Paint and color matter significantly, too. Some experts suggest painting everything white before you move into a small space to help maximize the feel and energy, and that will certainly work, but most of us don't want to live in an eggshell; if that's you, then think about pops of bright color that can balance out neutrals and draw the eye in. In general, try to steer clear of dark shades and instead opt for light neutrals and bright hues. (That said, most small living spaces don't lend themselves to a lot of bright colors all together in one spot, so be selective -- paint just one wall instead of the entire room, for example.)

Sliding Storage Drawers

You can use drawers or other storage solutions to tuck away items that you don't use all the time. Some tiny-home kitchens have mastered this art with retractable microwaves and stoves that slide out of a wall or cabinet when you need to use them and slide back in when you're finished.

It's definitely possible to take this concept to an extreme with fold-out dining sets that collapse back against the wall when you no longer need a place to eat, fold-out desks that appear and disappear as your day shifts from work to play, and wall beds (also known as Murphy beds) are a fantastic option for micro-dwellers who have to have that queen-size mattress but can't stomach the idea of taking up precious floor space 24/7 with a big bed. Some of them even transform from a desk/office area into a bed, taking multitasking to a new level of awesome.

Stackable Appliances

Yes, you can have a washer-dryer in your small abode, but it's probably best if you choose a set that stacks to help save some floor space.

Appliance manufacturers have been paying attention to the micro-trend, and they've been building products for smaller spaces that work just as well as their full-size counterparts. Before decking out your diminutive dwelling, do some research on what appliances are available and consider whether they would work for you and your lifestyle.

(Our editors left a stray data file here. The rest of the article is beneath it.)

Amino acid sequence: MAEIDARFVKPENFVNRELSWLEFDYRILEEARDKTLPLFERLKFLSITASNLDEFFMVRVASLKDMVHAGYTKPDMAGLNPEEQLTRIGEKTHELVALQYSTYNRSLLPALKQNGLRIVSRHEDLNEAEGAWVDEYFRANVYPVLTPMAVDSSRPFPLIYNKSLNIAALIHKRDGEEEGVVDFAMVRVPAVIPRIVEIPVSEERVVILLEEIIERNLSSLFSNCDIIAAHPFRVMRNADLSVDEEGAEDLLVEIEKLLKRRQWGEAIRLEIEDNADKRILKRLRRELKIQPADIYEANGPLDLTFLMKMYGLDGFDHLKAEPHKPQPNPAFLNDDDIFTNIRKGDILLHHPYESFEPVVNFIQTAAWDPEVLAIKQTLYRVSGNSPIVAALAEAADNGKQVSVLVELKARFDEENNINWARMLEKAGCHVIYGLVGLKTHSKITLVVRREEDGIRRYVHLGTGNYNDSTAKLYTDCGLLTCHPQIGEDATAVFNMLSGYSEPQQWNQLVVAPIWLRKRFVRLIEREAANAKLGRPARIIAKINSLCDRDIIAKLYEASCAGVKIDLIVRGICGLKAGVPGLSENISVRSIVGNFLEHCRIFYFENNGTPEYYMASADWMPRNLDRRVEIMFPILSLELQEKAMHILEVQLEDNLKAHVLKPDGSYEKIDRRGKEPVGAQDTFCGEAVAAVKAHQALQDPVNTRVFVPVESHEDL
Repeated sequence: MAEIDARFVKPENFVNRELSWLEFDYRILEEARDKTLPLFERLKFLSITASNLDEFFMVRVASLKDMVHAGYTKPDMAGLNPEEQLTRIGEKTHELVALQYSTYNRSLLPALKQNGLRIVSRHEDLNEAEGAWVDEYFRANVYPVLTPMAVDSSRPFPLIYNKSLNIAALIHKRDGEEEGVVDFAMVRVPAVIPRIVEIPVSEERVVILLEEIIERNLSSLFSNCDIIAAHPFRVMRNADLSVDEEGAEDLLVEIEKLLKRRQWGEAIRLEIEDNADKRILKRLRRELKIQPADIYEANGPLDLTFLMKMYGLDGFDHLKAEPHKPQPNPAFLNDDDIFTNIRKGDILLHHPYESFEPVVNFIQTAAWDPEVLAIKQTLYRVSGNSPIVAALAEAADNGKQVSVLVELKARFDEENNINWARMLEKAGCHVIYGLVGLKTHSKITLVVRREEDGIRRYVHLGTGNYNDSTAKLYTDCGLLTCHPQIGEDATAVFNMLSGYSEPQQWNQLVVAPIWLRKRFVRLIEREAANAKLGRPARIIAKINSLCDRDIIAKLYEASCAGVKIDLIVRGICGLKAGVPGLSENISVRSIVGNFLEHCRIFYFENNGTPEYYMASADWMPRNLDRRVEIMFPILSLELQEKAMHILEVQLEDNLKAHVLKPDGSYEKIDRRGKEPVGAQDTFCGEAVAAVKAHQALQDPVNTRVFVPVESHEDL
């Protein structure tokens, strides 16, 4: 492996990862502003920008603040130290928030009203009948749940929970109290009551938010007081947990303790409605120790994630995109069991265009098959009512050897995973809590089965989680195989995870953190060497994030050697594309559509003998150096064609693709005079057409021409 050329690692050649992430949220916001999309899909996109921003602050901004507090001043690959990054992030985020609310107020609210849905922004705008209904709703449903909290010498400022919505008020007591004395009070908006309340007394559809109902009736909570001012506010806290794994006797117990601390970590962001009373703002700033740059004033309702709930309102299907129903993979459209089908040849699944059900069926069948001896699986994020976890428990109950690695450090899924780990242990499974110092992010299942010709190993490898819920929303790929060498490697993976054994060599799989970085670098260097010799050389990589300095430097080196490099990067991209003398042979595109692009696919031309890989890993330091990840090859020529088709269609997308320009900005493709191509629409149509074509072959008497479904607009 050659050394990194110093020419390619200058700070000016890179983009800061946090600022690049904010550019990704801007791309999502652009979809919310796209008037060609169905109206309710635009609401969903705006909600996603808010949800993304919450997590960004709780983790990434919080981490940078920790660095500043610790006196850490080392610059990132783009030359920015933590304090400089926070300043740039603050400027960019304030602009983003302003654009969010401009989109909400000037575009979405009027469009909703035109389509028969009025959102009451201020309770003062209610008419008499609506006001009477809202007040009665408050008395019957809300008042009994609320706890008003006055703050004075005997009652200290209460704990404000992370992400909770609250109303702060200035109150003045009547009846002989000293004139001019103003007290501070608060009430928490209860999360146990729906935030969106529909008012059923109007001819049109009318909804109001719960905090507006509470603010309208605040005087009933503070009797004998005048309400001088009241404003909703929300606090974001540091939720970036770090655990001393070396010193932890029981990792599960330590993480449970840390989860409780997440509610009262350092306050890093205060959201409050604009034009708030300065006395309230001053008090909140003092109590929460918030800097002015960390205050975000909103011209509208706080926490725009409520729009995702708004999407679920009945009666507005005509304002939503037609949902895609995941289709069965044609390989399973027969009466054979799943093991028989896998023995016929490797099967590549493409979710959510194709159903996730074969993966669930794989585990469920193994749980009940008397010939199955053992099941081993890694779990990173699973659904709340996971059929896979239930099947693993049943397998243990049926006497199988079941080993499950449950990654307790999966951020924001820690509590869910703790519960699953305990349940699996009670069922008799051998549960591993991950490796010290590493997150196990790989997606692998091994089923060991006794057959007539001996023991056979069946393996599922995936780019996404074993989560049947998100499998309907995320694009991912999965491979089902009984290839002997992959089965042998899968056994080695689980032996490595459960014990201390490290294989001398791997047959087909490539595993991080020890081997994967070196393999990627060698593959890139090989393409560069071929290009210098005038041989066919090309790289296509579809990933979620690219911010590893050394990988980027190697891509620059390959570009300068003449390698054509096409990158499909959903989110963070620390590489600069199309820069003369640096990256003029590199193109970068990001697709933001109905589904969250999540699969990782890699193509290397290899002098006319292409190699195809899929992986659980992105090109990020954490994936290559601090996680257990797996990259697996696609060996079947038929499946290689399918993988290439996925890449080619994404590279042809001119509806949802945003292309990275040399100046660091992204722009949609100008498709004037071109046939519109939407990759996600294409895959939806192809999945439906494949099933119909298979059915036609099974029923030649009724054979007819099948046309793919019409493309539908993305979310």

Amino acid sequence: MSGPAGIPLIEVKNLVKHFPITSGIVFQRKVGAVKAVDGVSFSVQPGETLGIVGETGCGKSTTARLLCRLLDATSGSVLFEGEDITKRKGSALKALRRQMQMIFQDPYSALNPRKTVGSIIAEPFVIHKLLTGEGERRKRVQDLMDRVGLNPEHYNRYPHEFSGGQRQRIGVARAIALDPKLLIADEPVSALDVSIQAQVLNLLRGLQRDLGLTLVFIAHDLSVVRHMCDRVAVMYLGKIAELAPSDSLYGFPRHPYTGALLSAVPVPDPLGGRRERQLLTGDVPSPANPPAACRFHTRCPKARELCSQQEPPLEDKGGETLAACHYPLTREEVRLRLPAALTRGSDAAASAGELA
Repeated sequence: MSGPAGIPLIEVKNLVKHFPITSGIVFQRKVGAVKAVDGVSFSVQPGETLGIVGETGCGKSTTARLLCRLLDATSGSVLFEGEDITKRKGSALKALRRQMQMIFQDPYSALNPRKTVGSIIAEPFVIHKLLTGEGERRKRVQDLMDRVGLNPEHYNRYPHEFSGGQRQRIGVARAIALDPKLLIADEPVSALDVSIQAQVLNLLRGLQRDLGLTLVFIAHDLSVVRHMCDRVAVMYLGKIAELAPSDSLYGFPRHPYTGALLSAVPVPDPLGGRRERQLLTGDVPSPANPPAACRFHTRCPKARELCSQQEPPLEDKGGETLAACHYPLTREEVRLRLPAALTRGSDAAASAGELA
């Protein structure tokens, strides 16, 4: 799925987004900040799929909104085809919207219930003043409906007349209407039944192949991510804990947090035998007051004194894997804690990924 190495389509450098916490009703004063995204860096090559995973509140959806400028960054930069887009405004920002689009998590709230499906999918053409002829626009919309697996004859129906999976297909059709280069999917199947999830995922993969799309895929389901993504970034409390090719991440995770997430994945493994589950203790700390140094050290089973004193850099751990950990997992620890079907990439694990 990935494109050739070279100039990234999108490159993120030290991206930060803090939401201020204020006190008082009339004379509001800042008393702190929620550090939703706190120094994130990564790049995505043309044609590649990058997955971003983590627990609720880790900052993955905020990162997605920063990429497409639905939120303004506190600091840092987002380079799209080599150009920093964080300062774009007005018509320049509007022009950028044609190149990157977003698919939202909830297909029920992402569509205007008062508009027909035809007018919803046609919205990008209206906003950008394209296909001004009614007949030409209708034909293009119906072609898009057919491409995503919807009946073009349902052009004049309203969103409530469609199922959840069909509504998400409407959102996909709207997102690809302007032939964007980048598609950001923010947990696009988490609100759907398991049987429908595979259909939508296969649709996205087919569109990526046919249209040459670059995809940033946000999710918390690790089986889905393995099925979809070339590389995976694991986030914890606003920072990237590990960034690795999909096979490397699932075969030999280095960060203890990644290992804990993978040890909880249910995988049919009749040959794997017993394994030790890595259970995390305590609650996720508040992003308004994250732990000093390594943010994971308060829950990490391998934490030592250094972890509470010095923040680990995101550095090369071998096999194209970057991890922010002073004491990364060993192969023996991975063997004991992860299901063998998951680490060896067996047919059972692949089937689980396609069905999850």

Multi Task

Like that wall bed/office desk setup mentioned above, one of the easiest ways to maximize your space within small square footage is to require your things to multitask and multitask well.

Most people don't need a pressure cooker and a rice cooker, for example; you can use the Instant Pot you got for the holidays for both. And maybe that stand mixer still makes sense in a tiny kitchen if you have attachments that turn it into a food processor and juicer, too. But multitasking reaches far beyond appliances.

The hide-a-bed-style sleeper sofa that your parents had in the den is always one option, but there are sofas these days that will fold out into a full-size bed, ottomans, and benches with lids that open up for storage space, collapsible and nesting end tables, and much more. The ottoman with a lid on it can serve as a coffee table, chair, desk, and more. A breakfast bar with tall stools (that slide underneath when not in use) will make more sense for your living space and meal prep than a dining room set.

Make your Outdoors Awesome

Maybe that space between your walls is officially "tiny" -- but if you've got the ability to spread yourself around outside, then consider turning your deck or yard into a bonafide living space. Patio furniture and hammocks can help you create a dining or lounge space outside, complete with furniture, and if you have room for a grill outside (and the weather is nice enough year-round), then you might even be able to turn your out-of-doors into a kitchen of sorts. And storage shed outside can solve a lot of your storage problems, too, from out-of-season clothing to recreational equipment.

Keeping the lawn mowed and your flowerbeds blooming can also go a long way toward making your home feel serene and loved instead of cluttered and overstuffed with "stuff." If you maintain the outside of your home, it will invite you to relax just as effectively as a king-sized feather bed with fluffy white pillows or leather sectional in front of a television.